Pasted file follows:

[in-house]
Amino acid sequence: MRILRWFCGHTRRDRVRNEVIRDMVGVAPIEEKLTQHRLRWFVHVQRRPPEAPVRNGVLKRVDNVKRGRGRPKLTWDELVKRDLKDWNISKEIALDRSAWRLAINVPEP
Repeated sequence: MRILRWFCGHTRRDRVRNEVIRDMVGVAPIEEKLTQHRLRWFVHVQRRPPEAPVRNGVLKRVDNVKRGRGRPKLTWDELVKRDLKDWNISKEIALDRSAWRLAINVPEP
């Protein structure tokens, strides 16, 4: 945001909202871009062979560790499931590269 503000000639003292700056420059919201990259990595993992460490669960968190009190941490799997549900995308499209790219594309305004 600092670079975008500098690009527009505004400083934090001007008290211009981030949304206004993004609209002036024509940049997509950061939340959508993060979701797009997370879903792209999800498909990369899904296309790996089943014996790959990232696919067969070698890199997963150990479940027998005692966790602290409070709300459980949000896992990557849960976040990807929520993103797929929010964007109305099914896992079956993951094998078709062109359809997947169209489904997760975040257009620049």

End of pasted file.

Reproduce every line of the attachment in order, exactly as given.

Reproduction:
[in-house]
Amino acid sequence: MRILRWFCGHTRRDRVRNEVIRDMVGVAPIEEKLTQHRLRWFVHVQRRPPEAPVRNGVLKRVDNVKRGRGRPKLTWDELVKRDLKDWNISKEIALDRSAWRLAINVPEP
Repeated sequence: MRILRWFCGHTRRDRVRNEVIRDMVGVAPIEEKLTQHRLRWFVHVQRRPPEAPVRNGVLKRVDNVKRGRGRPKLTWDELVKRDLKDWNISKEIALDRSAWRLAINVPEP
């Protein structure tokens, strides 16, 4: 945001909202871009062979560790499931590269 503000000639003292700056420059919201990259990595993992460490669960968190009190941490799997549900995308499209790219594309305004 600092670079975008500098690009527009505004400083934090001007008290211009981030949304206004993004609209002036024509940049997509950061939340959508993060979701797009997370879903792209999800498909990369899904296309790996089943014996790959990232696919067969070698890199997963150990479940027998005692966790602290409070709300459980949000896992990557849960976040990807929520993103797929929010964007109305099914896992079956993951094998078709062109359809997947169209489904997760975040257009620049």